It doesn't work at all in current feedback op-amps, their gain and bandwidth are independent.

Adding L & C elements does not trade off gain and bandwidth, those break the relationship. Does a bandpass filter follow gain-bandwidth product? What about a PID controller? Those are op-amp circuits with L's and C's...

The origin is pretty simple, this is the general single pole low pass transfer function:
$A(s) = \frac{A_0}{1 + \frac{s}{w_o}}\\
$

Unity gain frequency:
$|A(s)| = 1 = \frac{A_0}{sqrt{1 + \frac{w_u^2}{w_o^2}}}\\
w_u = w_0 sqrt{(A_0^2 -1)}$

(Notice that GBP = A_0 w_o doesn't equal unity frequency unless A0^2 >> 1)

When you add a negative feedback factor of $\beta$ you get a closed loop gain of:
$T(s) = \frac{A(s)}{1 + \beta A(s)}\\
= \frac{\frac{A_0}{1 + \frac{s}{w_o}} }{1 + \beta \frac{A_0}{1 + \frac{s}{w_o}}}\\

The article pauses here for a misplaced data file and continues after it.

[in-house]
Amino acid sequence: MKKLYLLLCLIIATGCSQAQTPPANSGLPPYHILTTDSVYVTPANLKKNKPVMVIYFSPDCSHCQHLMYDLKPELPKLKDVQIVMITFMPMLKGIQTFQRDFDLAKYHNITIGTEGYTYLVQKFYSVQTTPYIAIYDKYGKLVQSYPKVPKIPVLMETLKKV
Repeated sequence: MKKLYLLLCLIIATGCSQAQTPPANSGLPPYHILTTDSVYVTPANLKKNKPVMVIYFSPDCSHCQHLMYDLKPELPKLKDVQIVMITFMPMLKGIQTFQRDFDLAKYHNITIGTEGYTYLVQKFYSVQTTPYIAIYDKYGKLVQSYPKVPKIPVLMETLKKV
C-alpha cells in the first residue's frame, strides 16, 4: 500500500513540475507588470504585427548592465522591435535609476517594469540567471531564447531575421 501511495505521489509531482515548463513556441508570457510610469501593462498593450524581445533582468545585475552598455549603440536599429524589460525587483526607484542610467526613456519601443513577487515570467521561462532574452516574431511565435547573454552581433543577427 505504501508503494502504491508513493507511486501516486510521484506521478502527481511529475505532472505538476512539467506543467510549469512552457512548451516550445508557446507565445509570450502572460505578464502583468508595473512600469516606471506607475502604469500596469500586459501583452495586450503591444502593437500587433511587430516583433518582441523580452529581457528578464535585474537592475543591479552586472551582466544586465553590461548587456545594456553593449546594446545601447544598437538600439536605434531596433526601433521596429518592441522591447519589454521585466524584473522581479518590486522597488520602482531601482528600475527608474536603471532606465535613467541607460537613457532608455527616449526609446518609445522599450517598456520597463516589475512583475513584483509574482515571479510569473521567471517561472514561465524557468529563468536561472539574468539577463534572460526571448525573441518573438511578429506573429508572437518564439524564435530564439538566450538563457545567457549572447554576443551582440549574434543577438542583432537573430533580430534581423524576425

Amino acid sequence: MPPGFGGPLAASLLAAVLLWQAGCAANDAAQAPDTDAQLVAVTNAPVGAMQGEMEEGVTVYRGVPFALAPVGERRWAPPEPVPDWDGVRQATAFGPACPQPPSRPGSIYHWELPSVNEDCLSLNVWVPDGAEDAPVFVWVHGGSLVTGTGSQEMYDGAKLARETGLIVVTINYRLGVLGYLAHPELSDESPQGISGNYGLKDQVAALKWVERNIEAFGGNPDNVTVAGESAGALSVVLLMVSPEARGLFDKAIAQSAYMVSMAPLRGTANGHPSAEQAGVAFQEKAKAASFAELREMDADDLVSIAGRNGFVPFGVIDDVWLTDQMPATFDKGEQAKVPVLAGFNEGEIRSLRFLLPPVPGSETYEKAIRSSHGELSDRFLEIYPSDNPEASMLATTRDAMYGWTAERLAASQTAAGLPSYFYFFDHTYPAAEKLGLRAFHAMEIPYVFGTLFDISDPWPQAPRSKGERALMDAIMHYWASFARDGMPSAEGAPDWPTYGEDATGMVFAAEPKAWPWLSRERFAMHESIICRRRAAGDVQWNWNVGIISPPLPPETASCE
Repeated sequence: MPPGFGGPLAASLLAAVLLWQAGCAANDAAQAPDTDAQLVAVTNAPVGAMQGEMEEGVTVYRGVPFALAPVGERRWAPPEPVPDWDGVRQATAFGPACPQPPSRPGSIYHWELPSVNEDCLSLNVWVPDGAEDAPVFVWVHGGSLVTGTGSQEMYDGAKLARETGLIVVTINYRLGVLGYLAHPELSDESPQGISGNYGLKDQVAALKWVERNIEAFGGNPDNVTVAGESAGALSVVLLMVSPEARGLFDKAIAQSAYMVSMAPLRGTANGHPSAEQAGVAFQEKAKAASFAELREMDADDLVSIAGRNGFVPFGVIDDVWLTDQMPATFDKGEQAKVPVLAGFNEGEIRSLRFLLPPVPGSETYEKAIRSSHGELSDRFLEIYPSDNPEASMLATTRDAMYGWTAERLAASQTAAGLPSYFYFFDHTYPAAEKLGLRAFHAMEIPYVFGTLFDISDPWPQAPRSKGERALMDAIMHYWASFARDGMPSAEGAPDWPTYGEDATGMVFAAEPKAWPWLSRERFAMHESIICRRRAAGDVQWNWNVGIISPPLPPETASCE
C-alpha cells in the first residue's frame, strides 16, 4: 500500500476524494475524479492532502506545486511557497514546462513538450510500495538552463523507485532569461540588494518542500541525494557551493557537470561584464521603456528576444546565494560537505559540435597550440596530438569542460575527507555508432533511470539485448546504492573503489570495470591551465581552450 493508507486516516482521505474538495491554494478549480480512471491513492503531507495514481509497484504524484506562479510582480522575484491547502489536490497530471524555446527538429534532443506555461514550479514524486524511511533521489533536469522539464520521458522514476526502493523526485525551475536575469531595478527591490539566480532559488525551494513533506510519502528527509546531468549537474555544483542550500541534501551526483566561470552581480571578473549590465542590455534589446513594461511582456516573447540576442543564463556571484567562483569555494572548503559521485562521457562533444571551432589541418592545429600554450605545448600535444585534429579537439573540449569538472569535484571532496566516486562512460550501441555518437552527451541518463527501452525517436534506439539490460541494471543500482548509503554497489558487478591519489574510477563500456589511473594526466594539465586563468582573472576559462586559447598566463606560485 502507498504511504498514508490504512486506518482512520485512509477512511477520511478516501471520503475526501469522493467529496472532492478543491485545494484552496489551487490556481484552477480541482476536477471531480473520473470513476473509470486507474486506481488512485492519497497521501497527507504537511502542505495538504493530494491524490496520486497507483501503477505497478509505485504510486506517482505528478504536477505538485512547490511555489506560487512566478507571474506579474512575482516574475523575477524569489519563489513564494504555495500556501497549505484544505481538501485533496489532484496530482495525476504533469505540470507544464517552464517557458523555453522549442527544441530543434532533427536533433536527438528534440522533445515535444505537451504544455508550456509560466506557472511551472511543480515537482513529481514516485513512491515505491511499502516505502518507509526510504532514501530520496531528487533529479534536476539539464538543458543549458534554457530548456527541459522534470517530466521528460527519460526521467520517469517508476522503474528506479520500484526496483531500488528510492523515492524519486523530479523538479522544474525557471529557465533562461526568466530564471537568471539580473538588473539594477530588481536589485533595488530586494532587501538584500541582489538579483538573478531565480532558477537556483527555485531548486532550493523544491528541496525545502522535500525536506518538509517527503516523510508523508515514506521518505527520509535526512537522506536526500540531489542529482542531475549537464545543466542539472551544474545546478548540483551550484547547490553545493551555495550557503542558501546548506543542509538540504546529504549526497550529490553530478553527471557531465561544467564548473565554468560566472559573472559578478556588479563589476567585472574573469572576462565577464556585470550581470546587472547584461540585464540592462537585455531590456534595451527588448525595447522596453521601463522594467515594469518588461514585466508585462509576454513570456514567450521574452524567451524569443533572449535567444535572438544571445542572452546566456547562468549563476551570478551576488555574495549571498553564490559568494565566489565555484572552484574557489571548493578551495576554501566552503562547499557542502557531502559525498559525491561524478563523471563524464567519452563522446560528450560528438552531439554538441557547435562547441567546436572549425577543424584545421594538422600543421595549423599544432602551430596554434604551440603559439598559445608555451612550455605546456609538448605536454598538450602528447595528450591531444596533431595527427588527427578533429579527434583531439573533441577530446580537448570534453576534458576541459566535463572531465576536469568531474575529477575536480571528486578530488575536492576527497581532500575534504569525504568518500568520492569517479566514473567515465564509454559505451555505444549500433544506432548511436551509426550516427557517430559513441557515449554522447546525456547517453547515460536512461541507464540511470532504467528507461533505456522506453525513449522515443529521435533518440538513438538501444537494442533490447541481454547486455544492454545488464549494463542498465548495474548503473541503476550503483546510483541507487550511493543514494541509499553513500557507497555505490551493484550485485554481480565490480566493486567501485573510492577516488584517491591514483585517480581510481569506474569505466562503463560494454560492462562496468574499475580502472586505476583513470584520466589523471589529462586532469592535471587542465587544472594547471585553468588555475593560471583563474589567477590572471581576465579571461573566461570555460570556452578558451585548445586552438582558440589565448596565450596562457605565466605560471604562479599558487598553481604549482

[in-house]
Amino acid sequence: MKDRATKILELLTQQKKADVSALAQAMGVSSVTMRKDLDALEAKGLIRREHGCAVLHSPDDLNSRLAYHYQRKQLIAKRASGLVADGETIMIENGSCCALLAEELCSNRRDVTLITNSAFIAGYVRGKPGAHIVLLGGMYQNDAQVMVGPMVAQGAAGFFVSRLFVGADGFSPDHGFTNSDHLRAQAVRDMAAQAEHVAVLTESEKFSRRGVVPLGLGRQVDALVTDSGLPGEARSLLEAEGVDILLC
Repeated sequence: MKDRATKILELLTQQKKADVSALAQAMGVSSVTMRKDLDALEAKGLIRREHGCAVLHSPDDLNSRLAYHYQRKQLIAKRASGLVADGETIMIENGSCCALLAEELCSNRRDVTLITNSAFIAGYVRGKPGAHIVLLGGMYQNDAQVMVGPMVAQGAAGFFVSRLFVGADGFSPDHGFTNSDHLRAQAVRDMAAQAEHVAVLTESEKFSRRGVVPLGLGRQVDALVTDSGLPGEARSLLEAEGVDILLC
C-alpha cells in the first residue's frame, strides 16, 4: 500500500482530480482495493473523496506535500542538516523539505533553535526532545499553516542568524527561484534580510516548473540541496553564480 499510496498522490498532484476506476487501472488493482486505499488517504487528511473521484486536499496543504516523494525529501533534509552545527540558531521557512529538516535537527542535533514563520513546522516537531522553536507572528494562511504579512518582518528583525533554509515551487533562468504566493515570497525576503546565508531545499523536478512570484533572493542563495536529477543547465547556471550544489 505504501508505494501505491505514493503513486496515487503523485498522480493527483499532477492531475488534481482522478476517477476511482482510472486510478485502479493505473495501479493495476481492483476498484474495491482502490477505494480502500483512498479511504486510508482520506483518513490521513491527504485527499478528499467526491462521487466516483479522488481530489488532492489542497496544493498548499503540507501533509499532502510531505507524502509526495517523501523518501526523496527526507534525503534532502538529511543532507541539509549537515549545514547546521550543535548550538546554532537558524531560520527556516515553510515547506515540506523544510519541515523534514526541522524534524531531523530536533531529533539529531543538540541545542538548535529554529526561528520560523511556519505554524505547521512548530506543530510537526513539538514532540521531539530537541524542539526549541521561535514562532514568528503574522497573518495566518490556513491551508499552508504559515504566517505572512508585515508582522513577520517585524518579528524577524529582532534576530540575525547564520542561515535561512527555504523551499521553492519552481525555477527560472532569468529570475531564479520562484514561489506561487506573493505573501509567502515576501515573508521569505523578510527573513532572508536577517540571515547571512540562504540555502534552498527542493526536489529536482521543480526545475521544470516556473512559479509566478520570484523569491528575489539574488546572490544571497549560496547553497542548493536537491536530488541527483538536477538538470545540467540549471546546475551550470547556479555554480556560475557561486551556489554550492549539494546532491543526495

= \frac{A_0}{1 + \beta A_0 + \frac{s}{w_o}}\\
=\frac{A_0}{1 + \beta A_0}\cdot\frac{1}{1 + \frac{s}{w_o (1 + \beta A_0)}}$

Therefore your new pole (bandwidth) is at $w_0 (1 + \beta A_0)$ while your new closed loop DC gain is $\frac{A_0}{1 + \beta A_0}$

DC gain was reduced by that same factor that bandwidth was increased by so the ratio of DC gain to bandwidth remains constant.

Let's check unity gain frequency again...

$1 =\frac{A_0}{1 + \beta A_0}\cdot\frac{1}{1 + \frac{w_u}{w_o (1 + \beta A_0)}}\\
w_u = w_0(1 + \beta A_0) sqrt{(\frac{A_0}{1 + \beta A_0})^2 - 1}$

If your closed loop DC gain squared is much larger than one, then;
$w_u = w_0 A_0$

So again GBP relies on an approximation...

If you have two poles (added a capacitor or put two opamps in one loop for example) everything falls apart:

$A(s) = \frac{A_0}{(1 + \frac{s}{w_1})(1 + \frac{s}{w_2})}$

Giving you a closed loop gain of: